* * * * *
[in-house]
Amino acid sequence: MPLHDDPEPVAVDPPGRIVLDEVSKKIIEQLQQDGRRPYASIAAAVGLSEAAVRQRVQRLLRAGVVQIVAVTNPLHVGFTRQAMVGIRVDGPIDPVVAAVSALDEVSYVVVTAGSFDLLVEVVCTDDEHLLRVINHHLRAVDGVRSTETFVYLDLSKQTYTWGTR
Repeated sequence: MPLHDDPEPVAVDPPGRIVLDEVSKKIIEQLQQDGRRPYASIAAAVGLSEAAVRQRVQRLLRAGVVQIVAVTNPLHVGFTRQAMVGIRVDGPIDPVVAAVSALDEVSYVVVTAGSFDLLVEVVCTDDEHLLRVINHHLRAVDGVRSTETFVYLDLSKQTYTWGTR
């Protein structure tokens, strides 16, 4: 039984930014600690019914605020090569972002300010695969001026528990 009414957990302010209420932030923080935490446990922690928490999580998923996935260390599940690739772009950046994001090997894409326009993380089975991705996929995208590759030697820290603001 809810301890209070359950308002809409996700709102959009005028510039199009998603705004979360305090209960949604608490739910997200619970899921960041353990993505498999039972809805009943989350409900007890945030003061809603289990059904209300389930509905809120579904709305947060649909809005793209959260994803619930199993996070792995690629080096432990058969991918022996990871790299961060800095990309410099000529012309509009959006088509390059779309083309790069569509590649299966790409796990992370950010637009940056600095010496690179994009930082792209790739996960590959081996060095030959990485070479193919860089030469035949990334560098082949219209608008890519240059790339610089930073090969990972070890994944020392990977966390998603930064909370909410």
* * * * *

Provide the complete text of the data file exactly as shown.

[in-house]
Amino acid sequence: MPLHDDPEPVAVDPPGRIVLDEVSKKIIEQLQQDGRRPYASIAAAVGLSEAAVRQRVQRLLRAGVVQIVAVTNPLHVGFTRQAMVGIRVDGPIDPVVAAVSALDEVSYVVVTAGSFDLLVEVVCTDDEHLLRVINHHLRAVDGVRSTETFVYLDLSKQTYTWGTR
Repeated sequence: MPLHDDPEPVAVDPPGRIVLDEVSKKIIEQLQQDGRRPYASIAAAVGLSEAAVRQRVQRLLRAGVVQIVAVTNPLHVGFTRQAMVGIRVDGPIDPVVAAVSALDEVSYVVVTAGSFDLLVEVVCTDDEHLLRVINHHLRAVDGVRSTETFVYLDLSKQTYTWGTR
């Protein structure tokens, strides 16, 4: 039984930014600690019914605020090569972002300010695969001026528990 009414957990302010209420932030923080935490446990922690928490999580998923996935260390599940690739772009950046994001090997894409326009993380089975991705996929995208590759030697820290603001 809810301890209070359950308002809409996700709102959009005028510039199009998603705004979360305090209960949604608490739910997200619970899921960041353990993505498999039972809805009943989350409900007890945030003061809603289990059904209300389930509905809120579904709305947060649909809005793209959260994803619930199993996070792995690629080096432990058969991918022996990871790299961060800095990309410099000529012309509009959006088509390059779309083309790069569509590649299966790409796990992370950010637009940056600095010496690179994009930082792209790739996960590959081996060095030959990485070479193919860089030469035949990334560098082949219209608008890519240059790339610089930073090969990972070890994944020392990977966390998603930064909370909410």